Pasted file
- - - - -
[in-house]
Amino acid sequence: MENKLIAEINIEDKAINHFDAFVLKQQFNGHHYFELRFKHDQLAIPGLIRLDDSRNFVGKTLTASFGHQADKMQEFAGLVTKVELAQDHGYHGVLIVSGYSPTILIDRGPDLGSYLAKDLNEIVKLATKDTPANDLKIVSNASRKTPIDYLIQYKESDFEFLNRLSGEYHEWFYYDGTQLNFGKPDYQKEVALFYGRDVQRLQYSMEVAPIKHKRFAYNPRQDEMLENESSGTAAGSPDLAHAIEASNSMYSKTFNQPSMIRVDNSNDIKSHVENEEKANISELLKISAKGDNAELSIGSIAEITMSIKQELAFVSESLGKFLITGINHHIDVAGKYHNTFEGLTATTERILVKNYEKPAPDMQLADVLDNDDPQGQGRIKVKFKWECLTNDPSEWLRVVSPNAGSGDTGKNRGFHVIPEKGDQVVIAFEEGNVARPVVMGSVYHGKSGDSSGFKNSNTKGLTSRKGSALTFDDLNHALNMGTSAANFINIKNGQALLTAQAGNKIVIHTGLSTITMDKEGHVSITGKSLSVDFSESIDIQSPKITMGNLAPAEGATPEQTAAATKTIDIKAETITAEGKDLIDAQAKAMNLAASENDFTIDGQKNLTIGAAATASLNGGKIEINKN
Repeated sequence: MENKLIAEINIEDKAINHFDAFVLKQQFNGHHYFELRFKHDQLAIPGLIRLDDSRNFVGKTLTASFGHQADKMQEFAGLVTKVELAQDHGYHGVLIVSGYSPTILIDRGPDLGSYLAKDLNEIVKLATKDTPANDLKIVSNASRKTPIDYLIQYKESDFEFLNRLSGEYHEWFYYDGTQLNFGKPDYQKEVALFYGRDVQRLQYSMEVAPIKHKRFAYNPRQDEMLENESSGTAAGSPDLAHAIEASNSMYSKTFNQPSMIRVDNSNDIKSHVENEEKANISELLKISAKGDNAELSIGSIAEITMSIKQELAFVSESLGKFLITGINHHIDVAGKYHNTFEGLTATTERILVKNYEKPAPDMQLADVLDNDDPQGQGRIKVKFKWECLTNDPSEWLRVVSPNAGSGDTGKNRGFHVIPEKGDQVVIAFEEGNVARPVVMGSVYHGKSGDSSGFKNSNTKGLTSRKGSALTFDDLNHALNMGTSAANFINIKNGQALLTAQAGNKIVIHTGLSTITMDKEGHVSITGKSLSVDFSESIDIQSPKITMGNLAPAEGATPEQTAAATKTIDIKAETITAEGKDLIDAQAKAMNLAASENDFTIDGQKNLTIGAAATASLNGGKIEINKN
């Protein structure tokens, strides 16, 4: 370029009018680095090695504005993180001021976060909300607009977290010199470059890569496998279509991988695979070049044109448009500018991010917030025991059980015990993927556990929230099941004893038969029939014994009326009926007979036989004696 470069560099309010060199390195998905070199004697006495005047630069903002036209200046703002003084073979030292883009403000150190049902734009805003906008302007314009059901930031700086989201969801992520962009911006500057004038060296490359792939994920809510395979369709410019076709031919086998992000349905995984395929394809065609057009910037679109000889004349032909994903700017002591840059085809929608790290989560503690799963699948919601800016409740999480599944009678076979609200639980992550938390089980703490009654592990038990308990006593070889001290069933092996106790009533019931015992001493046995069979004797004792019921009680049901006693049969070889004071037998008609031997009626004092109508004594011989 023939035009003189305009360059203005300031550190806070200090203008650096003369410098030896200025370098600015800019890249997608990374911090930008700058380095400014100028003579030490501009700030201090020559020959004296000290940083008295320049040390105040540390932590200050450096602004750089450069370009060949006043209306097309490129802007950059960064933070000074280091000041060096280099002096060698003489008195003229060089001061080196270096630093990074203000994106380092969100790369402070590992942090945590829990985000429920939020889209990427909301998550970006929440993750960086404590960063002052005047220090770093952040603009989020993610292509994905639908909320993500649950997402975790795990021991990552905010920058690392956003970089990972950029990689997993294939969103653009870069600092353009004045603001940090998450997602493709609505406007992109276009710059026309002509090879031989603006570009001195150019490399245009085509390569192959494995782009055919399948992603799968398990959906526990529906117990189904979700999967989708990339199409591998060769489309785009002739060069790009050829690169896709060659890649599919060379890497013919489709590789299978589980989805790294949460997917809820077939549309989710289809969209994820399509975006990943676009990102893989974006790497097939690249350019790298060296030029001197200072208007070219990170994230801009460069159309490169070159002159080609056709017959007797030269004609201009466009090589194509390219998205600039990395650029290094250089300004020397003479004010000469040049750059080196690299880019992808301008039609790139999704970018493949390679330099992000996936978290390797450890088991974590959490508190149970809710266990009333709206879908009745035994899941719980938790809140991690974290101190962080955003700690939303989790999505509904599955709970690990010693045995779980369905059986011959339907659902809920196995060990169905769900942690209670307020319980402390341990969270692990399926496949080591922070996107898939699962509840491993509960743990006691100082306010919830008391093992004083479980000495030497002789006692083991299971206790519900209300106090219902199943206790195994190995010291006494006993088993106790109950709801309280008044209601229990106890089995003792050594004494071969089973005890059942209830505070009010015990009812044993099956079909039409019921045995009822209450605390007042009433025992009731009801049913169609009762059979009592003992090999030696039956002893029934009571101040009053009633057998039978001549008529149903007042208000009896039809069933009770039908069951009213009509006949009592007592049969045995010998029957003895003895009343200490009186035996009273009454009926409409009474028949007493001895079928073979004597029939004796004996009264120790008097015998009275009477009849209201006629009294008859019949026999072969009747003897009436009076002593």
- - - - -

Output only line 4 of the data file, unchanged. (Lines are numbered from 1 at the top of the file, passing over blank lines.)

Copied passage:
């Protein structure tokens, strides 16, 4: 370029009018680095090695504005993180001021976060909300607009977290010199470059890569496998279509991988695979070049044109448009500018991010917030025991059980015990993927556990929230099941004893038969029939014994009326009926007979036989004696 470069560099309010060199390195998905070199004697006495005047630069903002036209200046703002003084073979030292883009403000150190049902734009805003906008302007314009059901930031700086989201969801992520962009911006500057004038060296490359792939994920809510395979369709410019076709031919086998992000349905995984395929394809065609057009910037679109000889004349032909994903700017002591840059085809929608790290989560503690799963699948919601800016409740999480599944009678076979609200639980992550938390089980703490009654592990038990308990006593070889001290069933092996106790009533019931015992001493046995069979004797004792019921009680049901006693049969070889004071037998008609031997009626004092109508004594011989 023939035009003189305009360059203005300031550190806070200090203008650096003369410098030896200025370098600015800019890249997608990374911090930008700058380095400014100028003579030490501009700030201090020559020959004296000290940083008295320049040390105040540390932590200050450096602004750089450069370009060949006043209306097309490129802007950059960064933070000074280091000041060096280099002096060698003489008195003229060089001061080196270096630093990074203000994106380092969100790369402070590992942090945590829990985000429920939020889209990427909301998550970006929440993750960086404590960063002052005047220090770093952040603009989020993610292509994905639908909320993500649950997402975790795990021991990552905010920058690392956003970089990972950029990689997993294939969103653009870069600092353009004045603001940090998450997602493709609505406007992109276009710059026309002509090879031989603006570009001195150019490399245009085509390569192959494995782009055919399948992603799968398990959906526990529906117990189904979700999967989708990339199409591998060769489309785009002739060069790009050829690169896709060659890649599919060379890497013919489709590789299978589980989805790294949460997917809820077939549309989710289809969209994820399509975006990943676009990102893989974006790497097939690249350019790298060296030029001197200072208007070219990170994230801009460069159309490169070159002159080609056709017959007797030269004609201009466009090589194509390219998205600039990395650029290094250089300004020397003479004010000469040049750059080196690299880019992808301008039609790139999704970018493949390679330099992000996936978290390797450890088991974590959490508190149970809710266990009333709206879908009745035994899941719980938790809140991690974290101190962080955003700690939303989790999505509904599955709970690990010693045995779980369905059986011959339907659902809920196995060990169905769900942690209670307020319980402390341990969270692990399926496949080591922070996107898939699962509840491993509960743990006691100082306010919830008391093992004083479980000495030497002789006692083991299971206790519900209300106090219902199943206790195994190995010291006494006993088993106790109950709801309280008044209601229990106890089995003792050594004494071969089973005890059942209830505070009010015990009812044993099956079909039409019921045995009822209450605390007042009433025992009731009801049913169609009762059979009592003992090999030696039956002893029934009571101040009053009633057998039978001549008529149903007042208000009896039809069933009770039908069951009213009509006949009592007592049969045995010998029957003895003895009343200490009186035996009273009454009926409409009474028949007493001895079928073979004597029939004796004996009264120790008097015998009275009477009849209201006629009294008859019949026999072969009747003897009436009076002593």